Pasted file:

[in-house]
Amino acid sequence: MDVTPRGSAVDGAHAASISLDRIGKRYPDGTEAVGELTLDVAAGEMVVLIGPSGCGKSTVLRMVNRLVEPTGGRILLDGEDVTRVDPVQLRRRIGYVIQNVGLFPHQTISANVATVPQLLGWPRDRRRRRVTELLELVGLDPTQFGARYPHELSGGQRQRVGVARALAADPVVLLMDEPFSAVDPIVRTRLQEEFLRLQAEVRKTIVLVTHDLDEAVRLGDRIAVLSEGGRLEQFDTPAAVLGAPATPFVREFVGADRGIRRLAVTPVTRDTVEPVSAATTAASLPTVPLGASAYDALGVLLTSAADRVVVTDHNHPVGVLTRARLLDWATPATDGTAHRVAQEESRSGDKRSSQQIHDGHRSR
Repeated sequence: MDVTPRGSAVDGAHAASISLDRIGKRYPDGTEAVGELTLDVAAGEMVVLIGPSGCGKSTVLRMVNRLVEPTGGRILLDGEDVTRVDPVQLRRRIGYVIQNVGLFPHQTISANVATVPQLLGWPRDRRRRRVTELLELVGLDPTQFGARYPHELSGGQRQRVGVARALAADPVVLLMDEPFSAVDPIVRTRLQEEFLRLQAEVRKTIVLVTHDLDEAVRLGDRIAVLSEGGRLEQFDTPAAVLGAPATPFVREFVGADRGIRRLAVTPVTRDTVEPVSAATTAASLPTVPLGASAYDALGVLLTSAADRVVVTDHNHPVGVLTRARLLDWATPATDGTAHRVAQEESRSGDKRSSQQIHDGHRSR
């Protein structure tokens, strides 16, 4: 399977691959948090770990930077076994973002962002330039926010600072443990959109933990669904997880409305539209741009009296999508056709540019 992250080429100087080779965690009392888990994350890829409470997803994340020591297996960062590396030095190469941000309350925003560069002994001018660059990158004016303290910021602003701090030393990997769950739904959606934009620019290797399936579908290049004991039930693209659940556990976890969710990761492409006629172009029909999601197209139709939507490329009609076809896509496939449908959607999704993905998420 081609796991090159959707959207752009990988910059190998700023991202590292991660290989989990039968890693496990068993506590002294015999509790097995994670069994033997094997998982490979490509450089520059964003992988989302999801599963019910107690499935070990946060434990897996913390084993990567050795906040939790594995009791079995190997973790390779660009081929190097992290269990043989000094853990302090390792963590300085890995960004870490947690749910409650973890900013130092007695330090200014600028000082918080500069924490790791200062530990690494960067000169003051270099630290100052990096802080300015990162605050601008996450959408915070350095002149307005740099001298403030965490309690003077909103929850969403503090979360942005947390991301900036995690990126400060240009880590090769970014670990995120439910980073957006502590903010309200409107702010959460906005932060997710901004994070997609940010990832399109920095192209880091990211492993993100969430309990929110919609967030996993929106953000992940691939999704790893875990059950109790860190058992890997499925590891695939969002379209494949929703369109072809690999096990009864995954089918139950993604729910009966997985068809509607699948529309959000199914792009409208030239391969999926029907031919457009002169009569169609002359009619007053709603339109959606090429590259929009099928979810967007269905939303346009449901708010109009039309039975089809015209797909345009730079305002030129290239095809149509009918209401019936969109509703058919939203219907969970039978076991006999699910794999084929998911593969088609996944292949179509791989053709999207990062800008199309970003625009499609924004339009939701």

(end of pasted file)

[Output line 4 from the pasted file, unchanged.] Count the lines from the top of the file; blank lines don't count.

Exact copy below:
């Protein structure tokens, strides 16, 4: 399977691959948090770990930077076994973002962002330039926010600072443990959109933990669904997880409305539209741009009296999508056709540019 992250080429100087080779965690009392888990994350890829409470997803994340020591297996960062590396030095190469941000309350925003560069002994001018660059990158004016303290910021602003701090030393990997769950739904959606934009620019290797399936579908290049004991039930693209659940556990976890969710990761492409006629172009029909999601197209139709939507490329009609076809896509496939449908959607999704993905998420 081609796991090159959707959207752009990988910059190998700023991202590292991660290989989990039968890693496990068993506590002294015999509790097995994670069994033997094997998982490979490509450089520059964003992988989302999801599963019910107690499935070990946060434990897996913390084993990567050795906040939790594995009791079995190997973790390779660009081929190097992290269990043989000094853990302090390792963590300085890995960004870490947690749910409650973890900013130092007695330090200014600028000082918080500069924490790791200062530990690494960067000169003051270099630290100052990096802080300015990162605050601008996450959408915070350095002149307005740099001298403030965490309690003077909103929850969403503090979360942005947390991301900036995690990126400060240009880590090769970014670990995120439910980073957006502590903010309200409107702010959460906005932060997710901004994070997609940010990832399109920095192209880091990211492993993100969430309990929110919609967030996993929106953000992940691939999704790893875990059950109790860190058992890997499925590891695939969002379209494949929703369109072809690999096990009864995954089918139950993604729910009966997985068809509607699948529309959000199914792009409208030239391969999926029907031919457009002169009569169609002359009619007053709603339109959606090429590259929009099928979810967007269905939303346009449901708010109009039309039975089809015209797909345009730079305002030129290239095809149509009918209401019936969109509703058919939203219907969970039978076991006999699910794999084929998911593969088609996944292949179509791989053709999207990062800008199309970003625009499609924004339009939701």